As usual, I digress.

These guys are those guys who are investing in kids lives whether their kids are grown, they’ve yet to have kids or their kids are part of the action. They are those guys who love God. Guys who, regardless of their age, continue to learn what it means to be a man of God. They are those guys who, though imperfect, do their best to lead, love, and live for Christ and to show their families, friends and our church what things like love, sacrifice and commitment mean.

Oh those guys! I love them! I am thankful for them and I appreciate them more than they will ever know.

There are others, and I believe there will be others. Other men who will refuse to stand down, continue to stand up, stand in and stand on making a difference wherever God leads them.

If you are one of “those guys,” I applaud you. Literally, right now in my living room, I am giving you a verbal shout out and a ginormous “praisallujah!” As always on Dadderdays, I want to encourage you to stay the course (even in putt putt), don’t give up and don’t give in. Be the man God has called you to be today and every day.

And have yourself a very happy Dadderday!

Tea Time or Tee Time for Father’s Day–Tiny Tot Tuesday

< tea-cup-teapot-clip-art

I love tea! Love it hot, cold, or sweet! I’m learning to appreciate it unsweetened. I hear it’s better for you that way, but, well, sugar is just so darn tootin’ addictive. (But, that’s another blog post, I’m sure.)

As I was thinking about Father’s Day coming up, I got to thinking about Father’s Day presents. And Tiny Tots. But not Pinterest. So, seriously, you know, what can you get a dad that someone isn’t going to say, “Hey! I saw that on Pinterest.”

Don’t go thinking I’m a Pinterest hater. I’m not. I like/love it! But sometimes the best gift isn’t a gift. It’s an experience, and although I’m sure people are pinning their experiences and experience ideas, sometimes we just need to have them, and not search for them, you know what I mean???

So this Dad’s Day, why not sip on the idea of a little tea time for dad and the kids. Maybe it’s china cups and scones or maybe it’s Red Solo Cups and Oreos. Maybe it’s root beer and chips. The point is the experience. The point is making a memory. The point is sharing time with those you love–even if it’s a bit awkward at first. Sometimes it’s those little bits of uncertainty in trying something new that can make it the most precious in the end.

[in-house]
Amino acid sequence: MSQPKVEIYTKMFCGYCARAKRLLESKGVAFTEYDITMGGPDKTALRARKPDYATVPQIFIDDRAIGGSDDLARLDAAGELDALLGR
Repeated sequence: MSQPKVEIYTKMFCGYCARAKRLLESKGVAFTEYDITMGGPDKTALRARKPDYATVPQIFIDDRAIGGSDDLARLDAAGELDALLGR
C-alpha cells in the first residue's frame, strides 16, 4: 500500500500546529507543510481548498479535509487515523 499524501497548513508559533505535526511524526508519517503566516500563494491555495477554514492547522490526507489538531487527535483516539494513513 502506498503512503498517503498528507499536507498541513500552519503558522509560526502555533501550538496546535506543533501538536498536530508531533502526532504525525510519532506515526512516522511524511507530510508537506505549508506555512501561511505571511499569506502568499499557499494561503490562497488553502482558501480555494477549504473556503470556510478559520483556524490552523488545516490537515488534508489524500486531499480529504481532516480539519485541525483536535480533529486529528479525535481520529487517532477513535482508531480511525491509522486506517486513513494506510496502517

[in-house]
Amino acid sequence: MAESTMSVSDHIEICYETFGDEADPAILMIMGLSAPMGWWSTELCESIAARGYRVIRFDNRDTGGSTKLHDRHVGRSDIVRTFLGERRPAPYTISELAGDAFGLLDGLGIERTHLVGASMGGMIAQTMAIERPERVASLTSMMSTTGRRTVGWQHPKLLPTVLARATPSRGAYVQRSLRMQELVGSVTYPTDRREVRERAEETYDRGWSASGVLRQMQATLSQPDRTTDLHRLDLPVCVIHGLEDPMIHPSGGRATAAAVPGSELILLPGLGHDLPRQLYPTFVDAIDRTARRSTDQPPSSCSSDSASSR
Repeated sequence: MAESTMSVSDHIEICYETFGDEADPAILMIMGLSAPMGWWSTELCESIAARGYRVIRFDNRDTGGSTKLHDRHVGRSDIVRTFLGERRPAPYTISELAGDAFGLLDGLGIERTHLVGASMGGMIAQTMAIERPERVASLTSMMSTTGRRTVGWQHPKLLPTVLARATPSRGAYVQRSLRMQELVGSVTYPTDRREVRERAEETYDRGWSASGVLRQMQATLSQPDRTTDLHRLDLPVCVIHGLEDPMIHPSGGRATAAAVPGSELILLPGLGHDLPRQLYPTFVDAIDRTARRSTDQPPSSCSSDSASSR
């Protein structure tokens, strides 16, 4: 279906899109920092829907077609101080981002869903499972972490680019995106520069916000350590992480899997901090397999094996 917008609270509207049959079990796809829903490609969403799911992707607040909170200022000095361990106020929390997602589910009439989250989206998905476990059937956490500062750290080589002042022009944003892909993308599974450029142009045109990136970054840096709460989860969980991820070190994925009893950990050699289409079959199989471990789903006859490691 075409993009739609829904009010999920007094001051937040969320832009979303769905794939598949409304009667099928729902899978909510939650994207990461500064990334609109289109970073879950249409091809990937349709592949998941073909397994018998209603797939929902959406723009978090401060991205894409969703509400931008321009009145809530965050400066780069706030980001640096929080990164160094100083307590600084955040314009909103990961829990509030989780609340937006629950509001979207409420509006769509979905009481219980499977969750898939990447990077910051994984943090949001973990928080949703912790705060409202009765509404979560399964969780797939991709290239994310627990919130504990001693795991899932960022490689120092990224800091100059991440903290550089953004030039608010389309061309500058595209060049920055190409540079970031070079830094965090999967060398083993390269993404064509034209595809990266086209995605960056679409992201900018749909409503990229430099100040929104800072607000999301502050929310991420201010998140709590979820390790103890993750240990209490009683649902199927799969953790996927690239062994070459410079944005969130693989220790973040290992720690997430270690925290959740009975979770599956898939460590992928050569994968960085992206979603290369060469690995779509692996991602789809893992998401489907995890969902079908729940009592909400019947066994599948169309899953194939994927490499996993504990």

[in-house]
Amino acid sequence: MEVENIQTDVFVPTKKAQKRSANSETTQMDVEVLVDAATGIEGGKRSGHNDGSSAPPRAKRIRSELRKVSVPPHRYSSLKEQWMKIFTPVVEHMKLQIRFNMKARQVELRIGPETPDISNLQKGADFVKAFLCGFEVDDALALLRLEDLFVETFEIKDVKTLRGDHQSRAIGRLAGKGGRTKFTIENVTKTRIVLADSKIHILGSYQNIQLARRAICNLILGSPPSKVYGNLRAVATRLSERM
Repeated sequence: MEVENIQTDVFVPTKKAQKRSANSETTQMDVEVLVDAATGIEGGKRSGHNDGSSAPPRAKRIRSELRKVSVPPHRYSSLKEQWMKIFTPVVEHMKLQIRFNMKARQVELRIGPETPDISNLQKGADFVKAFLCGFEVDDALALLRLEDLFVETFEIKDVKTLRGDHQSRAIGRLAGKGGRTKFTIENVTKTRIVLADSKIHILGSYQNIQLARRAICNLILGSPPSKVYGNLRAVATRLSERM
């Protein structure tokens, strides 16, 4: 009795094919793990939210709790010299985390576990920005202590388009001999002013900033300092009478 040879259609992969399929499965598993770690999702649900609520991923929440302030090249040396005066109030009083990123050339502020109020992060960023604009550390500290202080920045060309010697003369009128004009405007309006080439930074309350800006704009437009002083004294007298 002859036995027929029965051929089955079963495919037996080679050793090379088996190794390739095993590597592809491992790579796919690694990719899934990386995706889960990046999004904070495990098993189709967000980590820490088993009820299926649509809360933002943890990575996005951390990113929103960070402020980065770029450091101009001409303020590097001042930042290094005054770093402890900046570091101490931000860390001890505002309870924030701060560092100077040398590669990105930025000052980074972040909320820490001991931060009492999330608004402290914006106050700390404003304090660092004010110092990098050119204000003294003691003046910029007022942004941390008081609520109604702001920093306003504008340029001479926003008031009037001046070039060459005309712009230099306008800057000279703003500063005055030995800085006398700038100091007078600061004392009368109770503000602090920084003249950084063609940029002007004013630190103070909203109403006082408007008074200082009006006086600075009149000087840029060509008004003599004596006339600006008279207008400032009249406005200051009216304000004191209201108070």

Clip Art Illustration of a Cartoon Golf Ball on a Golf Course

Of course, every dad may not be ready even for some Dad’s Root Beer and Doritos with the kids. But maybe he is ready for a round of mini golf, or some time with the kids in a simple course made in the back yard. It doesn’t really matter; again the point is time together, memories, experiences and sharing. Sharing love, honor, respect and fun together.

I hope that your Father’s Day is T-Riffic no matter what you choose to do and that you and your Tiny Tots have the opportunity to make time for tea, tee or whatever it is that comes to your mind as a beautiful,and maybe new way to honor Dad!

Being a Dad–Mama Mia Monday

I had the pleasure of meeting Brad Pesnell last year when I was out visiting son #2 during his summer internship. In just a few weeks, this son will be traveling back out to begin working with the team at Valley Real Life. Recently, Brad wrote and posted these words on his Facebook page. He says the things my heart knows to be true, and I was thrilled when he gave me permission to use them on my blog today.

So today’s Mama Mia Monday is brought to you by a dad. It would be my prayer that your heart would hear what he has to say.

Brad says,

“Some of my best memories of being a dad have been when I have intentionally invested into my daughter. My wife would always nudge me and try to get me to take my daughter out, but I don’t think I ever really understood until I actually did it. I would always take my daughter with me to do my stuff, but she was talking about me entering her world. My first date with my daughter, Lily, was when she was 4 years old. That day, I took her shopping and found a fancy dress and a pair of shoes. She was completely into princesses at that point, so we knew what we wanted.

Her mother fixed her hair and went with her to get a pedicure and manicure. All day they “girl chatted.” I have no idea how two people can talk for that long, but they never seemed to grow tired. I dressed in a suit that I had bought for a wedding and had arranged for a corsage that matched her dress. I had planned to pick her up at 5pm, so I showed up on time in my washed car and walked into the house and sat on the couch. My wife presented my little girl, and she walked in with the spirit of a queen.